Who doesn’t love going to the movies? Getting lost in political intrigue, holding your breath during a tense space battle, feeling watery-eyed watching two lovers reunite. What I can’t stand in the movies though, is bad aviation myths. It’s frustrating as an aviation professional to sit through the millions of unapologetic moments of misinformation the movie studios keep dishing out to our traveling guests. So, for this blog I’ve decided to set the record straight. Here are my top 8 aviation movie myths, debunked.
1. An airplane is full of secret crawl spaces
I think “Flightplan” (Touchstone Pictures, 2005) was the worst one for this. Jodie Foster’s uncovering all sorts of hidden passageways made Jennifer Connelley’s adventure in “Labyrinth” (Jim Henson Company, 1986) look like the morning trip out of bed to the bathroom.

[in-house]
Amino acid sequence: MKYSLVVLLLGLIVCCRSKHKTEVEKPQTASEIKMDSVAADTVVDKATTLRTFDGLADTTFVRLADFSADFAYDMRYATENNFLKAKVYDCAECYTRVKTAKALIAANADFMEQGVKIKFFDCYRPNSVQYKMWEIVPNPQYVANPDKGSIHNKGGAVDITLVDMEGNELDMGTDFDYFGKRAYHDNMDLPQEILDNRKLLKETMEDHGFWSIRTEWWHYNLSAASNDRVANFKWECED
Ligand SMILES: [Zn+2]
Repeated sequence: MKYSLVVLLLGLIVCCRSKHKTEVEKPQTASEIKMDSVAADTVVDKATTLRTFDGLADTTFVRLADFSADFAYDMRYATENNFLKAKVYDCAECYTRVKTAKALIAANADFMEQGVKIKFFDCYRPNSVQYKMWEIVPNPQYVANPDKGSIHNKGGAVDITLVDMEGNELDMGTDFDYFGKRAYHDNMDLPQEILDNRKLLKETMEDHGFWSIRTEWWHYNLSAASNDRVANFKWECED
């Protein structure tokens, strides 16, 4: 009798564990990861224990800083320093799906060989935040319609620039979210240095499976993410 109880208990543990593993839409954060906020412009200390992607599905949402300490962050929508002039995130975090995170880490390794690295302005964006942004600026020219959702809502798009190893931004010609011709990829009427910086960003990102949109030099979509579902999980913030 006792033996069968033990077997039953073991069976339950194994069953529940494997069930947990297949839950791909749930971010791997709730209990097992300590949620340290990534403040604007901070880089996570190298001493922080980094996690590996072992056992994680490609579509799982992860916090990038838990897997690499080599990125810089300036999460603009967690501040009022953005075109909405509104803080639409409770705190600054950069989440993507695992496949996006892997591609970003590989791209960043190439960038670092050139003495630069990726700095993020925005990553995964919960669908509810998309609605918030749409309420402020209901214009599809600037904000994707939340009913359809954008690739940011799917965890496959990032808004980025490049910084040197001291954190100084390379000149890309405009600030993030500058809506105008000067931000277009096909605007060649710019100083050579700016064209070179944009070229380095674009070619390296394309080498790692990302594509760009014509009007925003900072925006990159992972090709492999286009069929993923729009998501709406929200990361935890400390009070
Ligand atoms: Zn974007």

The truth is on board real estate is at a premium. Effectively every centimeter of space that can be spared is used with the exception of the passenger cabin (we want you to enjoy the space we offer you on board our planes!). Maintenance staff know very well how tight their access spaces to on board systems are, and where some larger aircraft will have the odd panel that, with the right screwdriver, will let you move from the passenger cabin to the cargo hold, you’ll first need to move a few seats aside and roll back the carpet. Trust me, it’s no maze of mystery.
2. Lose an engine and it’s all over